Through a collaborative partnership with Kaua‘i County, Good Beginnings Alliance and Child & Family Service, more children will be ready for school.
This summer there is a Pre-Kindergarten Summer Session Program for children ages 4 and 5 who did not attend preschool. This is at Kekaha Methodist and is being provided by Child & Family Service. This is a free summer program, which will run from June 14 to July 21. Breakfast, lunch and snack are provided for the children.
The Hawai‘i State School Readiness Assessment for the fifth year in a row has collected data from Kindergarten teachers in all of the elementary schools to survey their incoming Kindergarten children in assessing whether the majority of the children are ready for Kindergarten.
Within the last few years, the data has consistently shown that 40 percent of all the children are not ready statewide, and that percentage has increase especially in the areas of literacy and math concepts.
What does Kindergarten readiness mean? Many factors may figure into this. Examples include; can the child follow simple directions such as stand in line and walk in a line? Are they able to listen and understand a story? Can they play well with others? Do they know how to use the materials and put the materials back? Can they identify some of the letters in the alphabet, write their own name, and associate the sounds to the appropriate letter? Can they identify colors, and shapes?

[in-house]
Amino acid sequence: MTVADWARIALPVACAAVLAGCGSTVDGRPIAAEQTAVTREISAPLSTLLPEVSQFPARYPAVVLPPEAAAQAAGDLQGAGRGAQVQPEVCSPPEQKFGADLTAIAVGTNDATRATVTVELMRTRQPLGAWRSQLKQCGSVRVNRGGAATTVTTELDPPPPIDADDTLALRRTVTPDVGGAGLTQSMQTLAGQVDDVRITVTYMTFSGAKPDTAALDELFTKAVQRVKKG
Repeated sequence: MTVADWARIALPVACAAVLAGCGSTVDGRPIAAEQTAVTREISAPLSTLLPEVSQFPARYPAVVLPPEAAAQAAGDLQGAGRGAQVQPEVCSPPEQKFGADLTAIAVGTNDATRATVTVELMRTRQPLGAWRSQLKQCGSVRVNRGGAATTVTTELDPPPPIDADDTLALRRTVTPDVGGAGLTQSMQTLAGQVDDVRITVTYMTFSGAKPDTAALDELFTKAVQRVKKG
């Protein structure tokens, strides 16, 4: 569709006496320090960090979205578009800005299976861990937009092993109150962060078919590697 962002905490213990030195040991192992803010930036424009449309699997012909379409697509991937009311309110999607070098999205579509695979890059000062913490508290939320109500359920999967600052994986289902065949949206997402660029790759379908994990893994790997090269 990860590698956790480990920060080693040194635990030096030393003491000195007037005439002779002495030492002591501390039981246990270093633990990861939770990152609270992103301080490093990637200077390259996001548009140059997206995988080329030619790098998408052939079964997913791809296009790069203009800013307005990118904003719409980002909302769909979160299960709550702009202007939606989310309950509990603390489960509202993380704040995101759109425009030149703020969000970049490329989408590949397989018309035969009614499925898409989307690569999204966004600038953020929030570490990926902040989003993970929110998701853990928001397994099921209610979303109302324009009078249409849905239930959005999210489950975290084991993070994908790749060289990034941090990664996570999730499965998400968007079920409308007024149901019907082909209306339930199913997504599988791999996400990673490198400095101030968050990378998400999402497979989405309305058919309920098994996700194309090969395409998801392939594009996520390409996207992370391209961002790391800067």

This is only a sample of some of the expectations that are needed to help a child be ready for school. By placing a child in a quality early childhood setting, parents can expect that their child will experience a stimulating and nurturing environment that will develop the “whole child.”
This is the first year that Kaua‘i County, Good Beginnings Alliance and Child & Family Services are collaborating to fill a need on the Westside. This legislation year was filled with budgets cuts that affected services for children and families. Childcare subsidies were also impacted as the amount was drastically reduced, and for some families these subsidies were eliminated.
Dr. Jack Shonkoff, professor of child health and development and founding director of the Center on the Developing Child at Harvard University, explained that children’s brains and skills are shaped by the “serve and return” interaction between children and their parents and other caregivers in the community. If these “interactions” are absent, unreliable, or inappropriate they can lead to later learning and behavior problems. Dr. Shonkoff suggests that barriers to educational achievement start emerging as early as 18 months. On the flip side, positive reinforcement and engaged interaction help create a solid emotional foundation that prepares the child for future learning.
If your child is 4 or 5 years old and has had no preschool experience, call Child & Family Service at 245-5914.
• Anna Peters, M.A. CFLE, is the Kaua‘i coordinator of Good Beginnings Alliance in Lihu‘e. Visit www.goodbeginnings.org to learn more.